Hey man.
The very basis of the Chrisitan faith is based upon the rejected one…thus, gays should be the very core of the Christian faith.

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Ferguson August 1, 2009 at 3:02 am

Hi Luke,
Great story, great journey.  I know that thousands of young people around the world are making the same journey in life.  With the information age we ‘re in their numbers will only grow.  I am also a son of Christian parents.  My father is a minister.   My story is the same, except I was never engulfed so  much in Christian life as you, most likely because I live in the Netherlands, and faith and church are nowhere as much incorporated into daily life over here as in rural America.  From a young age I was sceptical, but only in recent years I totally broke with faith.  The thing I recognize most in your story is the bit about the reading..   The clear arguments from atheist writers and the woolly thinking of the christian philosophers.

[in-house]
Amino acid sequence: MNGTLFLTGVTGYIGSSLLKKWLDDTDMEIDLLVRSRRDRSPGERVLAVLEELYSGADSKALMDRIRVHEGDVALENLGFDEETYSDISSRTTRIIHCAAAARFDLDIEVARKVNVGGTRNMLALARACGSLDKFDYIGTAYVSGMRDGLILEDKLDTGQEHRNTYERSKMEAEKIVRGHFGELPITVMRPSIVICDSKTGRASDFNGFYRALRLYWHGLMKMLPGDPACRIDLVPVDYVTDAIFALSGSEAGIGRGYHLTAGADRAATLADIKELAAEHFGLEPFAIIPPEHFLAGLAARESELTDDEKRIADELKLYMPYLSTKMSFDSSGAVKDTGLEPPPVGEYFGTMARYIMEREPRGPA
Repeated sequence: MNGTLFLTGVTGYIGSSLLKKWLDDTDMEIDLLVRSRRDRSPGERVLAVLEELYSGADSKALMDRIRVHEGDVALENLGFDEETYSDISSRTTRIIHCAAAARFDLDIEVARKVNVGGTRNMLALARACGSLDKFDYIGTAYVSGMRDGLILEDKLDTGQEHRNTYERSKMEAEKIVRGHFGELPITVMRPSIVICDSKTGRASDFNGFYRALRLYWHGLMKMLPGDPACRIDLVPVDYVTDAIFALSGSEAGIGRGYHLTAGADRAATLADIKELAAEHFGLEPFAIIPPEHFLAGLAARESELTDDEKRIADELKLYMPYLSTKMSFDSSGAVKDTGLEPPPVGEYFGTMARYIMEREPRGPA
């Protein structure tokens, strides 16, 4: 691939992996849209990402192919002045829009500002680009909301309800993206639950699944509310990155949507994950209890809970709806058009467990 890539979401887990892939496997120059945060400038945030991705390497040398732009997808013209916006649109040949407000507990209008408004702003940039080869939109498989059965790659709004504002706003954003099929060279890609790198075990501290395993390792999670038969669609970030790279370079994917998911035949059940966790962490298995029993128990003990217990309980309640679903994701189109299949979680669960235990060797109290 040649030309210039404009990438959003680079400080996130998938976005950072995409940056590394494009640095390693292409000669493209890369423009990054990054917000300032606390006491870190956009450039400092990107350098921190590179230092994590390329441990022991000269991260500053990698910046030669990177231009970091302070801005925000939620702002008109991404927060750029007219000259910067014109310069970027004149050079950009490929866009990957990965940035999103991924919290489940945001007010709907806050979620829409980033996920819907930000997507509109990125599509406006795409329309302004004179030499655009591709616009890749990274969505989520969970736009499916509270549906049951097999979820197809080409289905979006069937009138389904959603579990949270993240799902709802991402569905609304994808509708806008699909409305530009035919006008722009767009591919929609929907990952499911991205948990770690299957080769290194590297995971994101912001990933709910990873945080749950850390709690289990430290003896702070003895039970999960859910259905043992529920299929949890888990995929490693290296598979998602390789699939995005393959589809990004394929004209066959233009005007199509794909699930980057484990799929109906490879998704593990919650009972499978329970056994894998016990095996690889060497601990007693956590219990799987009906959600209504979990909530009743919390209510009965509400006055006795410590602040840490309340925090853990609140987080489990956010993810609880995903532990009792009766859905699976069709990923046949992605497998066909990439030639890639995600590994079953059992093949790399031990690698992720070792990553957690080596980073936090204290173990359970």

The thing I find the hardest is the relation with my parents. We still love each other as much as before, but we just don’t seem to be able to discuss religion.  I am afraid that they agree with me inside, but are caught in their livelong tradition and professional career in the Christian world.  They can’t give up faith just the same as I cannot believe it any more.  I don’t talk about in fear of hurting them.  This feels like a limitation in my live, as I cannot discuss some things with the people closest to me, but fortunately I live in a day and age where contact with people all over the world has become the norm.   And psychologically becoming 100% atheist has been very good for me. I get more joy out the marvels of the universe and have no fears.
I wish you all the best in the rest of your life
 
 
 
 
 
 

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Matt Oxley August 14, 2009 at 11:55 am

Wow man, you said something that is almost a direct quote from my own deconversion story.  (click my name to get to my site and It is listed there under about me) .

You say, “I started to panic. I felt like my best friend – my source of purpose and happiness and comfort – was dying. And worse, I was killing him.”